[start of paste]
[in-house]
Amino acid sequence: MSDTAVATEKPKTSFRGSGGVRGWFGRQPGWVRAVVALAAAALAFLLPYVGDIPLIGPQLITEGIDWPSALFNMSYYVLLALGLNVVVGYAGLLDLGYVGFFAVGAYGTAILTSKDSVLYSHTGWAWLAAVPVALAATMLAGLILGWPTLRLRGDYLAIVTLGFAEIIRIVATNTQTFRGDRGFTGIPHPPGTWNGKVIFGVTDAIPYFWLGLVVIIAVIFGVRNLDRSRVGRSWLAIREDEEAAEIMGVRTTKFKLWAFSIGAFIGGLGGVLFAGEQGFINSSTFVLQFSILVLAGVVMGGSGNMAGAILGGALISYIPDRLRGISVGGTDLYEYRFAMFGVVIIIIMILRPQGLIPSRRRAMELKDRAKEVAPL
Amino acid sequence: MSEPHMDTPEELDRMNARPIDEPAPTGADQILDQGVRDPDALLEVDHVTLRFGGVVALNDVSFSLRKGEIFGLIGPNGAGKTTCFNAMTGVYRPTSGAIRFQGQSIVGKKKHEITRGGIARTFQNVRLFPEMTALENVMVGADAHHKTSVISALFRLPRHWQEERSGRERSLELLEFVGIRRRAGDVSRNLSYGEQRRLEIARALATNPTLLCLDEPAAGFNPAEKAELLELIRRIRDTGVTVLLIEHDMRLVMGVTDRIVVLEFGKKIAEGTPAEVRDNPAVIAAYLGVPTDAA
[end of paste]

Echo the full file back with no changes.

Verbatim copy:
[in-house]
Amino acid sequence: MSDTAVATEKPKTSFRGSGGVRGWFGRQPGWVRAVVALAAAALAFLLPYVGDIPLIGPQLITEGIDWPSALFNMSYYVLLALGLNVVVGYAGLLDLGYVGFFAVGAYGTAILTSKDSVLYSHTGWAWLAAVPVALAATMLAGLILGWPTLRLRGDYLAIVTLGFAEIIRIVATNTQTFRGDRGFTGIPHPPGTWNGKVIFGVTDAIPYFWLGLVVIIAVIFGVRNLDRSRVGRSWLAIREDEEAAEIMGVRTTKFKLWAFSIGAFIGGLGGVLFAGEQGFINSSTFVLQFSILVLAGVVMGGSGNMAGAILGGALISYIPDRLRGISVGGTDLYEYRFAMFGVVIIIIMILRPQGLIPSRRRAMELKDRAKEVAPL
Amino acid sequence: MSEPHMDTPEELDRMNARPIDEPAPTGADQILDQGVRDPDALLEVDHVTLRFGGVVALNDVSFSLRKGEIFGLIGPNGAGKTTCFNAMTGVYRPTSGAIRFQGQSIVGKKKHEITRGGIARTFQNVRLFPEMTALENVMVGADAHHKTSVISALFRLPRHWQEERSGRERSLELLEFVGIRRRAGDVSRNLSYGEQRRLEIARALATNPTLLCLDEPAAGFNPAEKAELLELIRRIRDTGVTVLLIEHDMRLVMGVTDRIVVLEFGKKIAEGTPAEVRDNPAVIAAYLGVPTDAA